The expression, “what gets measured gets done,” has become a favorite, if not familiar refrain, when it comes to measuring results. Measurement keeps a mentoring program focused and on track. It provides direction and parameters, and targets areas for process improvement. It adds value and credibility to a program and is a factor in achieving its long term sustainability.
And yet, when it comes to mentoring program results, measurement frequently gets put on the back burner. How is that possible? Why is it that mentoring measurement is so easily dismissed?
Many organizations claim that it is a matter of time (“it isn’t the right time to measure”). We hear comments like, “our people are surveyed to death.” Or, “we are waiting until our program is up and running and then we’ll find the time to do it.” Or, “this just isn’t a convenient time. There are so many other organizational priorities we are dealing with right now.” Or, how about, “we want to get it right before we go out and measure it.” Do any of these comments sound familiar? If measuring your mentoring success is not your strong suit here are some suggestions for strengthening your efforts.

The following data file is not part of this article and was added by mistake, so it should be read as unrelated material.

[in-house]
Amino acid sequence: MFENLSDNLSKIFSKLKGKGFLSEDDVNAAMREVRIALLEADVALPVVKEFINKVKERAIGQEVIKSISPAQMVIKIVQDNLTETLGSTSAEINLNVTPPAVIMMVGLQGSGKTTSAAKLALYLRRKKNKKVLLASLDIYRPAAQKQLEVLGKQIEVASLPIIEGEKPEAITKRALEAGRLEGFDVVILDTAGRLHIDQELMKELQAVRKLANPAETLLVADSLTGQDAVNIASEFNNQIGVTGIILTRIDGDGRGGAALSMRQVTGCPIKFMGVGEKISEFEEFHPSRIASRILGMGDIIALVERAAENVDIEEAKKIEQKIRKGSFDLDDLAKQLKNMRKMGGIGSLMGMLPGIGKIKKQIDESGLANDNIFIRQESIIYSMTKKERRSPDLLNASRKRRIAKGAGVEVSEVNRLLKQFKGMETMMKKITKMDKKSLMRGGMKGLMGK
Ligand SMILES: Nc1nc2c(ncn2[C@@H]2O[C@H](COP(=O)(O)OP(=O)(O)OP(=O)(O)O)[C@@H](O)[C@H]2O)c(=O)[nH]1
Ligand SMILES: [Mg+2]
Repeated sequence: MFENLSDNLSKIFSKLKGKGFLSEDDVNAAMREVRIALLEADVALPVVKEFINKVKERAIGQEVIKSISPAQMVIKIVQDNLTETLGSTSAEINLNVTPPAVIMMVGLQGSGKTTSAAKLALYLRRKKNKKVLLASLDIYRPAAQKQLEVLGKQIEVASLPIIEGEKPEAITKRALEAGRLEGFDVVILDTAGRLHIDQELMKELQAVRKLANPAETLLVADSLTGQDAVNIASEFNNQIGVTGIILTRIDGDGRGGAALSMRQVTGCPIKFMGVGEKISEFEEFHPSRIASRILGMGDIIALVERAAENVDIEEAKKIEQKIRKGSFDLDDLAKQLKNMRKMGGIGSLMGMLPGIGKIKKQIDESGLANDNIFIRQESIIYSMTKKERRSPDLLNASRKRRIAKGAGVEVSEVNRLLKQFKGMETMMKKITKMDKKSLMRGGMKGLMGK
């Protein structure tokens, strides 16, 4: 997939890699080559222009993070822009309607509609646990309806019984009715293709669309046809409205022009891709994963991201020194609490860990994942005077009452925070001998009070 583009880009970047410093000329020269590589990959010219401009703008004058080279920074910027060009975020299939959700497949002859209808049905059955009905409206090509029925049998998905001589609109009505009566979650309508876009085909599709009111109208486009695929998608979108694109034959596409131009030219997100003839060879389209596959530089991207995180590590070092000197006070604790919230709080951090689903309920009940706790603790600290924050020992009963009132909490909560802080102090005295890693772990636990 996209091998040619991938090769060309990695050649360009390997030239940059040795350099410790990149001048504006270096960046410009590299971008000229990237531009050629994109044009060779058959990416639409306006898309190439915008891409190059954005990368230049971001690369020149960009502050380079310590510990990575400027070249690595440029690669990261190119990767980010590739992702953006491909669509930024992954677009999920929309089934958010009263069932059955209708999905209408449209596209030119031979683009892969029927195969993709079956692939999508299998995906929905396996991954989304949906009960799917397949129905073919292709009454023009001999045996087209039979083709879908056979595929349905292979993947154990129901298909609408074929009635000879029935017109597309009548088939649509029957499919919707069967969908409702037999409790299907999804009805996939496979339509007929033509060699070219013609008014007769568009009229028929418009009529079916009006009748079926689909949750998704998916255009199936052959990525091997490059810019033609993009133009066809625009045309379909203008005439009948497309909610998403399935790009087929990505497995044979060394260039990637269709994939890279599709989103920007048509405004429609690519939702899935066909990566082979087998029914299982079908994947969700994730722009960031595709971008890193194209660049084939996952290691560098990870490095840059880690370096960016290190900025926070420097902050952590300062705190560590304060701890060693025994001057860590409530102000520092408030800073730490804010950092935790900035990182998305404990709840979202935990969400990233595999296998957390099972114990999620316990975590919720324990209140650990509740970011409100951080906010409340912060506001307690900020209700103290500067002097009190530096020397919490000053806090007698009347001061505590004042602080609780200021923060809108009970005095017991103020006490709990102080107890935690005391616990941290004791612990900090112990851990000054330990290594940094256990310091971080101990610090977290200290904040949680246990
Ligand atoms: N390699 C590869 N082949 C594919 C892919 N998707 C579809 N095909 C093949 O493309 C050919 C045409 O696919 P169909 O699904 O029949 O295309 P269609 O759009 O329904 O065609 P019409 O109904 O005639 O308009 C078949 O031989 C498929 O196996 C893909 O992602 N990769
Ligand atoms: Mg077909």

Ensure that results will be measured!
- Plan your measurement process at the same time and with the same intentionality as your mentoring initiative.
- The methods of measurement, data collection procedures (both qualitative and quantitative), data analysis treatments, and dissemination of results should be detailed as part of the planning process.
Consider the following questions:
- What do you want to measure?
- What are your criteria for measuring success?
- How will you go about measuring success?
- What baseline data do you already have in place?
- What additional data will you need to measure success?
- How will you go about obtaining these data?
- What will you do with the data once you get it?
- Who will be responsible for gathering, analyzing, and interpreting the data?
- How will results be distributed?
If what gets measured gets done and you are running a mentoring program, you need to get busy. Senior management needs to see results. Sometimes, data speaks louder than words.